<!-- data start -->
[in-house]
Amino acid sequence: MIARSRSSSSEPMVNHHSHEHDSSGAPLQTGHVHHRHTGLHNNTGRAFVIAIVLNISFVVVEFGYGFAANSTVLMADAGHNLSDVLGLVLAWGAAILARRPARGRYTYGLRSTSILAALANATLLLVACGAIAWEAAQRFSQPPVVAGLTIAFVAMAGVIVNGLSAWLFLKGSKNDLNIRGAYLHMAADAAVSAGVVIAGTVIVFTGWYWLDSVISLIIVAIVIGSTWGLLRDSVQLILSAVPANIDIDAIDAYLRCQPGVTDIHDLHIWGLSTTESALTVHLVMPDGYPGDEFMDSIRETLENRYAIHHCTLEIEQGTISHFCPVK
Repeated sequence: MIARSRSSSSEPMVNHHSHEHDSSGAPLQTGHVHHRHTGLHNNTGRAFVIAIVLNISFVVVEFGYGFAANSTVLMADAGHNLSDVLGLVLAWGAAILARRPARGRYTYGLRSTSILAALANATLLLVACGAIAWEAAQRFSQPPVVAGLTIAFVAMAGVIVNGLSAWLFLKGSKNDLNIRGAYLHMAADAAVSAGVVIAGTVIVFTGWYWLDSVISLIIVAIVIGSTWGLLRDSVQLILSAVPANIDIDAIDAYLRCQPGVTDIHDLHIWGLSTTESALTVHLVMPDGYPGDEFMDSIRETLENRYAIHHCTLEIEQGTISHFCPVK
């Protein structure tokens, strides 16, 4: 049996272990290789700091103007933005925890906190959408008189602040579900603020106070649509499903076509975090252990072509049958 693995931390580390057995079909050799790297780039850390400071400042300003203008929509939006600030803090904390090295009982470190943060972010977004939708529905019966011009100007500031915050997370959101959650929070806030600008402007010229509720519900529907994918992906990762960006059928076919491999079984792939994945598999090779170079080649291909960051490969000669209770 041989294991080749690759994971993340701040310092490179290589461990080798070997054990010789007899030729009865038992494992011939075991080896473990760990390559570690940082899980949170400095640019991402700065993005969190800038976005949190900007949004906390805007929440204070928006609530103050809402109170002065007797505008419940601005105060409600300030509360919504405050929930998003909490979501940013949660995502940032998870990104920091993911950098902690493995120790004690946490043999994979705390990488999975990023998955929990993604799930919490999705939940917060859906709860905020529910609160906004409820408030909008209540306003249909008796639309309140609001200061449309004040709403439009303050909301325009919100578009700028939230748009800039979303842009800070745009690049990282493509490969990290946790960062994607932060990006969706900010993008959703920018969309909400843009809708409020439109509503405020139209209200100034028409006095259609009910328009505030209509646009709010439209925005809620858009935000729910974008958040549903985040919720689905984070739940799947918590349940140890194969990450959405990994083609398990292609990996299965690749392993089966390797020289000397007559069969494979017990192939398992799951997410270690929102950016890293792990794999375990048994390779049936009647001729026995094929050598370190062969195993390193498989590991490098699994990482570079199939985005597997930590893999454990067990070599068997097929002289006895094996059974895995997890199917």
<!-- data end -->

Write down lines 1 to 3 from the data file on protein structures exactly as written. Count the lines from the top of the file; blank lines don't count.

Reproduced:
[in-house]
Amino acid sequence: MIARSRSSSSEPMVNHHSHEHDSSGAPLQTGHVHHRHTGLHNNTGRAFVIAIVLNISFVVVEFGYGFAANSTVLMADAGHNLSDVLGLVLAWGAAILARRPARGRYTYGLRSTSILAALANATLLLVACGAIAWEAAQRFSQPPVVAGLTIAFVAMAGVIVNGLSAWLFLKGSKNDLNIRGAYLHMAADAAVSAGVVIAGTVIVFTGWYWLDSVISLIIVAIVIGSTWGLLRDSVQLILSAVPANIDIDAIDAYLRCQPGVTDIHDLHIWGLSTTESALTVHLVMPDGYPGDEFMDSIRETLENRYAIHHCTLEIEQGTISHFCPVK
Repeated sequence: MIARSRSSSSEPMVNHHSHEHDSSGAPLQTGHVHHRHTGLHNNTGRAFVIAIVLNISFVVVEFGYGFAANSTVLMADAGHNLSDVLGLVLAWGAAILARRPARGRYTYGLRSTSILAALANATLLLVACGAIAWEAAQRFSQPPVVAGLTIAFVAMAGVIVNGLSAWLFLKGSKNDLNIRGAYLHMAADAAVSAGVVIAGTVIVFTGWYWLDSVISLIIVAIVIGSTWGLLRDSVQLILSAVPANIDIDAIDAYLRCQPGVTDIHDLHIWGLSTTESALTVHLVMPDGYPGDEFMDSIRETLENRYAIHHCTLEIEQGTISHFCPVK